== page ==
guest blog By Ashley Georgakopoulos, IBCLC
As an individual lactation consultant outside of a hospital setting, I get the privilege of following the journeys of many parents with breastfeeding. Despite breastfeeding being a “natural” way to feed, it can also be a source of anxiety and uncertainty.
There is a culture heavily reliant on concrete, numerical affirmation, both from the family and the medical community, that with the slightest concern, occasionally equates to leading the parent to supplement and even stopping completely.
As with taking a class to prepare for childbirth, taking a class to learn the art and skill of breastfeeding before the baby is born is a great way to boost your confidence. After the baby is born, sleep deprivation and the urgency from everyone to have your baby gain weight can be overwhelming, especially if you’re starting from scratch with your breastfeeding skills. A class can help you learn about normal infant behavior, how often a breastfed baby ACTUALLY eats, how to know when they’re hungry or full, what makes a comfortable latch, bottle feeding, incorporating pumping and hand expression, and more. It may help avoid some common breastfeeding obstacles, too!
Understanding “supply”, the most common word used in regard to breastfeeding, how it’s established and what is adequate would relieve so many common anxieties, as well as aid in the parents’ self-efficacy. Breast milk supply refers to an amount that is enough to sustain feedings, and the mother’s body relies on a number of signals in order to know how much milk is needed.
Helpful Breastmilk Supply Indicators
● Diaper check – The simplest check a parent can do is count diapers and examine stools. No, it is not the tell-all, but it can be a starting place. A baby six days or older should have six or more wet diapers in a 24 hour period, and dirty diapers should be fully transitioned to yellow. Presence of meconium after two days of age can be an indicator that milk production is in trouble!
● Infant weight – Initial weight loss of more than 10% may be an indicator that the infant is having trouble transferring milk, not necessarily that the milk isn’t adequate. However, if left unaddressed, it can lead to overall milk supply thresholds being less once hormones have regulated postpartum- which is that supply-and-demand factor. Weight gain for the first four months should look something like 0.5-1 oz/ a day, or an average of 4-9 oz a week. Any infant weight loss should be addressed immediately.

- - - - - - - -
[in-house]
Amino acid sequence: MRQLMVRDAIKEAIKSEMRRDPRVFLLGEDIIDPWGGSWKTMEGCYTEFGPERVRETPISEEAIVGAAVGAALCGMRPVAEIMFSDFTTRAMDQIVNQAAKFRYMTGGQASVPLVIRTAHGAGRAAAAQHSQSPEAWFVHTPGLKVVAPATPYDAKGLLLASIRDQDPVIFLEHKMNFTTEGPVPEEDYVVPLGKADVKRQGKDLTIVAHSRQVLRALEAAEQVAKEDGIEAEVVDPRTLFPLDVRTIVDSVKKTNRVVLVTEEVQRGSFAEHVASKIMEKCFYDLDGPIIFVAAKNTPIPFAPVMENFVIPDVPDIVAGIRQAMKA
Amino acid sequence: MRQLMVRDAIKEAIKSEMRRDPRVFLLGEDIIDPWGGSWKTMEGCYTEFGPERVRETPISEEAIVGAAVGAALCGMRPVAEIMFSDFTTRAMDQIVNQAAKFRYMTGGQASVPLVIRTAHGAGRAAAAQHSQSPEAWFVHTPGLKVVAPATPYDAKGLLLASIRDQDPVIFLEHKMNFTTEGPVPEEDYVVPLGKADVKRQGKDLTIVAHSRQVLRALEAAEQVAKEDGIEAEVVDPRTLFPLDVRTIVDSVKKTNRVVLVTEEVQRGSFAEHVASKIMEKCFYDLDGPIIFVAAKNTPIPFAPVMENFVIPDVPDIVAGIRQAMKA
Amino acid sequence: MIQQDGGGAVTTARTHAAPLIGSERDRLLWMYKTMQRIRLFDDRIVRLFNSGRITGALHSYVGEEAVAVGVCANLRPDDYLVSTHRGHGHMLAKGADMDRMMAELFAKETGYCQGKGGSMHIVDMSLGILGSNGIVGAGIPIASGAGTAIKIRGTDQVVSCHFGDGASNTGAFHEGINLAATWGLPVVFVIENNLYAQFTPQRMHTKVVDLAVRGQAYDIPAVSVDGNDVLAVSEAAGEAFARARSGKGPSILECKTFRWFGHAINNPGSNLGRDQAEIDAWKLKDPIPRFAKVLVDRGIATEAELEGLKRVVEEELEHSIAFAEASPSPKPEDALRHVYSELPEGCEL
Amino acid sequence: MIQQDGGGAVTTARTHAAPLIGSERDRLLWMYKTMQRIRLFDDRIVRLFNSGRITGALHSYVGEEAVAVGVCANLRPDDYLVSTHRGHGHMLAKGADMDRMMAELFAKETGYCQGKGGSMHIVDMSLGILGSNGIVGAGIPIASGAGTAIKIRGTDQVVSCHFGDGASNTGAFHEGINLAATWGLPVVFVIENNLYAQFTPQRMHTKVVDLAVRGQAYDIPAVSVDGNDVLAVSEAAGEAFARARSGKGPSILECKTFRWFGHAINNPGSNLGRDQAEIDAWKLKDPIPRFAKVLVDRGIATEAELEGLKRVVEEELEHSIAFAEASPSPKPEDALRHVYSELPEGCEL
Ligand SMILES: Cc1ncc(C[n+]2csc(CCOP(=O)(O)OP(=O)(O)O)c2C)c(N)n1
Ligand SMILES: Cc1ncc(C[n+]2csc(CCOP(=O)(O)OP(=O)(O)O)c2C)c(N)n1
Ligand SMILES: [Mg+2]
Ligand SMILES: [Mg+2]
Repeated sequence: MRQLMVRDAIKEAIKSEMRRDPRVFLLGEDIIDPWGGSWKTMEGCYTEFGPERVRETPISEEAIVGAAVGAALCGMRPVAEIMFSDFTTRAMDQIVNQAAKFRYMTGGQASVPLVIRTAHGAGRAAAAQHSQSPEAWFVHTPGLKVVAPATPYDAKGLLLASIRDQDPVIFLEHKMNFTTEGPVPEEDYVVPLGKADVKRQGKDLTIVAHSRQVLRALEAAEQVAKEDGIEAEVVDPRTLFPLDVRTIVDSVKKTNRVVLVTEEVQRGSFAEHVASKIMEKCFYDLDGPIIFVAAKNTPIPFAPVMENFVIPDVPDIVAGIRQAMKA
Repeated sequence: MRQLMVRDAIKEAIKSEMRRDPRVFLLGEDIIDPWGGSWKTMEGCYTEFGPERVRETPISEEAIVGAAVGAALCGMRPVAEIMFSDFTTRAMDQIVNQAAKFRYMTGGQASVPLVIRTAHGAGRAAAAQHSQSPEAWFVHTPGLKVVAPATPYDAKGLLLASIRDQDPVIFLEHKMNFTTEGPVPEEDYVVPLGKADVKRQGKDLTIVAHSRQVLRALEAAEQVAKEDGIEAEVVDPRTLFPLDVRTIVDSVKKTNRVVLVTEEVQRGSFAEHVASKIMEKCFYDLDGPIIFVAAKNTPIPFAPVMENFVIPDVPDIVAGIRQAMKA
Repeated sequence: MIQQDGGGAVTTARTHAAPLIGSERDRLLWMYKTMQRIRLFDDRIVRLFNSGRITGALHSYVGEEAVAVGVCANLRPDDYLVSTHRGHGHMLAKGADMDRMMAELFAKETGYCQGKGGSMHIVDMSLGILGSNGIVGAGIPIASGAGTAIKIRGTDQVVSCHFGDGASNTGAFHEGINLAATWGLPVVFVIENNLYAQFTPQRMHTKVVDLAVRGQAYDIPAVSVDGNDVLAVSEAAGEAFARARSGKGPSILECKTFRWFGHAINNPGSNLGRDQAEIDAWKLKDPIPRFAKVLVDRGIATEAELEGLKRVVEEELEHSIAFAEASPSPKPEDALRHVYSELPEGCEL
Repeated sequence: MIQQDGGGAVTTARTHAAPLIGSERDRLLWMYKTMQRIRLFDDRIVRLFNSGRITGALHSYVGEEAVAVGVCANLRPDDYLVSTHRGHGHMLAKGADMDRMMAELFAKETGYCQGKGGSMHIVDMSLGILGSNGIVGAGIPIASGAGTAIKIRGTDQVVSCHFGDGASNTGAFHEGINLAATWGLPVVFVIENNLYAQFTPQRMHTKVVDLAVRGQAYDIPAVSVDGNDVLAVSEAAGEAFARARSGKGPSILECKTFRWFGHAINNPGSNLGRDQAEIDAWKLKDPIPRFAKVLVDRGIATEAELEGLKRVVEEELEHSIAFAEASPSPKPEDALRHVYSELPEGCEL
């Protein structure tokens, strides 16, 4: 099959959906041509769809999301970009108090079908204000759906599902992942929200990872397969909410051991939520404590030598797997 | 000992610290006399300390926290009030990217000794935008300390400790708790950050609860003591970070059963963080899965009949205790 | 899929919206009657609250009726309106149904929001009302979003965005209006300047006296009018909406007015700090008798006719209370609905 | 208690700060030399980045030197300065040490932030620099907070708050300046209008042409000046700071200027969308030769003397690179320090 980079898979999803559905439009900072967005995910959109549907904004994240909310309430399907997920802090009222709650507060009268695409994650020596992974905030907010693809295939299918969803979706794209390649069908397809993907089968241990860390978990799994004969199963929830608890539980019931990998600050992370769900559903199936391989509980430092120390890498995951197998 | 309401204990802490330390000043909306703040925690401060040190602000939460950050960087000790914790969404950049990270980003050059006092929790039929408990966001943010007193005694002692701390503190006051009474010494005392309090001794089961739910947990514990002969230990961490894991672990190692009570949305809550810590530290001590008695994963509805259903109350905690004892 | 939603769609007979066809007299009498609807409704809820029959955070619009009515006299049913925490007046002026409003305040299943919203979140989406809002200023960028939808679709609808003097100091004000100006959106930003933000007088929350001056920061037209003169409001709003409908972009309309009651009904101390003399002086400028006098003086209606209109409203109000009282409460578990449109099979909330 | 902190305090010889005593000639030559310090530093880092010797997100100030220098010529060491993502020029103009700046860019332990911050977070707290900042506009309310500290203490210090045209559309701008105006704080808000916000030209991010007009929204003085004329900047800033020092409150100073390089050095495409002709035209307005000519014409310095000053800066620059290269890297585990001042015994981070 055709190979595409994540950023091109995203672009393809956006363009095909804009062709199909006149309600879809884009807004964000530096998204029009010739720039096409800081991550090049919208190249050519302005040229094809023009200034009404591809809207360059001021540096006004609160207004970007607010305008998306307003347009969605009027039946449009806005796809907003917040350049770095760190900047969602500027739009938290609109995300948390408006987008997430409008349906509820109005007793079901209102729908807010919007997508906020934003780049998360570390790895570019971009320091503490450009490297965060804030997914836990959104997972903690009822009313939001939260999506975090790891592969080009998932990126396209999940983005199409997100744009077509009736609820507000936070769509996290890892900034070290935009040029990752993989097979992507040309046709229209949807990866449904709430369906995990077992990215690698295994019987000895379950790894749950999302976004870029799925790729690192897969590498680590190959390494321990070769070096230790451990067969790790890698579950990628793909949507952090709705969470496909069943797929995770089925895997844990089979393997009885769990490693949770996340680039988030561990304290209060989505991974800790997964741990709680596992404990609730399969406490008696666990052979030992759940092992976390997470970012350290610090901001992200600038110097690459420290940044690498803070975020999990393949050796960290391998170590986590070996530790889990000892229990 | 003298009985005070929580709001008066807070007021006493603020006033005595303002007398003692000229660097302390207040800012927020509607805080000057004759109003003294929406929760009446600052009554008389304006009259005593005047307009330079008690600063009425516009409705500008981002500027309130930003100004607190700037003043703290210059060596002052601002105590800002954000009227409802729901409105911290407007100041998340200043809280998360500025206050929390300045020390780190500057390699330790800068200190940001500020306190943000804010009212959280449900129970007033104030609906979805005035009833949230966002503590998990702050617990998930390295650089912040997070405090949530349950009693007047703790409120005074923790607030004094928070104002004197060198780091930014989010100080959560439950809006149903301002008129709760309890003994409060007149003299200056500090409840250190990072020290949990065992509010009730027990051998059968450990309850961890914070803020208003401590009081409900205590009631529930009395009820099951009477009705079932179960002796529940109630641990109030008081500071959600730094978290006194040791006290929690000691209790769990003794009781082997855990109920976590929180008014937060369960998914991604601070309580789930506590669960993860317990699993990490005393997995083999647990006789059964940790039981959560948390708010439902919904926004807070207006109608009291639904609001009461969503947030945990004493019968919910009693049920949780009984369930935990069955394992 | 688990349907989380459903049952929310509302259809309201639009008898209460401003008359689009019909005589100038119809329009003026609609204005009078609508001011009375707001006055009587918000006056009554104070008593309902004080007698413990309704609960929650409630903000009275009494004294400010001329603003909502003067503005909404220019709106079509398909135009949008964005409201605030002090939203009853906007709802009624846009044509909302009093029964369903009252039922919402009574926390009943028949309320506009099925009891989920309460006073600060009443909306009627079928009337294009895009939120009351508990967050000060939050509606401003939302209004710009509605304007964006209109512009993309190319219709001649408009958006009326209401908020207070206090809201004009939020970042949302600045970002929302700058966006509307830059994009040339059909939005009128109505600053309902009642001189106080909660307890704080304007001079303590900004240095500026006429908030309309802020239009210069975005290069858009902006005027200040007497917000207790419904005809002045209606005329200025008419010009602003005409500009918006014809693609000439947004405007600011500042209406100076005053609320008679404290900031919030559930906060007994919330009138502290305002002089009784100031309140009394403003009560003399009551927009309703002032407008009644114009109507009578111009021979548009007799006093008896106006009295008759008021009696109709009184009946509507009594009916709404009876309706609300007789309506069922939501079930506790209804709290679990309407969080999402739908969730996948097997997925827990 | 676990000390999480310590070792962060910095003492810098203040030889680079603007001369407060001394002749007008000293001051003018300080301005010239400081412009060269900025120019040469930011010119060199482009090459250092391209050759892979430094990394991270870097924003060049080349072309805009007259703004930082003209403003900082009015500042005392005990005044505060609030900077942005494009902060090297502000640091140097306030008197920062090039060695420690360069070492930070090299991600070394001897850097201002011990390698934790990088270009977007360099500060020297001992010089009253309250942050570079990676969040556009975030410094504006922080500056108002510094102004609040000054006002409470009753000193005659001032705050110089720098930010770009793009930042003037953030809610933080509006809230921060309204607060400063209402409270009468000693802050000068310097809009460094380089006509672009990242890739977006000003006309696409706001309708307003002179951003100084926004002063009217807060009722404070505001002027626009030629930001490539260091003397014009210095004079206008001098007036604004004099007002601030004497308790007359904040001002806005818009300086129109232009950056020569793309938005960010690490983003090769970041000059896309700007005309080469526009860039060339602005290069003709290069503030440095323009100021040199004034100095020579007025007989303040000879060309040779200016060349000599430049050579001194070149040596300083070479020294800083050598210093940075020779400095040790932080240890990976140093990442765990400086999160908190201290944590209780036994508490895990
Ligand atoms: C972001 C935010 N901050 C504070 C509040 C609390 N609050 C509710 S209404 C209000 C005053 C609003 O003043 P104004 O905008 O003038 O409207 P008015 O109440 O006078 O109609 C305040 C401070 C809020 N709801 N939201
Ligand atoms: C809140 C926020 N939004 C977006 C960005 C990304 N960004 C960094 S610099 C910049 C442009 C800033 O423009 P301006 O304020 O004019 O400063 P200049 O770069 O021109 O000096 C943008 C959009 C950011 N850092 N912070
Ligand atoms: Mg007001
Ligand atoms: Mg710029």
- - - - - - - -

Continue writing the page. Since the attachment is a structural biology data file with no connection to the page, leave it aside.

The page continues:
● Pain – Breastfeeding should not be painful. Friction or clamping on the nipple indicates poor positioning and/or infant feeding mechanics. Reoccurring engorgement, clogged ducts, mastitis, and thrush can be an indication feedings are not effectively removing milk or that damage is happening to the tissue. This all needs to be looked at and addressed early on to prevent low milk transfer, the ultimate precursor to low supply.
Common Breastmilk Supply Myths, Busted
● Drinking water excessively will not increase supply.
● Low supply does not happen overnight in most cases. It is usually a secondary problem developed over time from an initial problem gone unmanaged or undiscovered.
● There is no magic food to cure low supply.
● Having breasts augmented or reduced does not seal your fate.
● “Not being able to breastfeed” does not run in the family.
If you find that pumping or expressing milk helps support your breastfeeding journey, you’ll want to implement good breastmilk handling, inventory, and storage practices. There is conflicting information circulating about how long and where you should store breastmilk and how to thaw and heat it properly. Unlike most foods and beverages, breastmilk retains live cells and enzymes that actually fight off foreign microbe growth. This means it has a wonderful shelf life, but there are medically sound breastmilk storage guidelines that will ensure you don’t lose the health benefits breastmilk has for your baby.
About the Author
Ashley Georgakopoulos is Lactation Director at Motif Medical and an International Board Certified Lactation Consultant (IBCLC) that specializes in the clinical management of breastfeeding and an expert in the field of lactation. Ashley is from Knoxville, TN, and is a mother who has dealt with the obstacles and joys of breastfeeding. As the owner of Genesis Lactation, she educates families, connects them to resources, and helps the next generation be as healthy as possible: nutritionally and sustainably.
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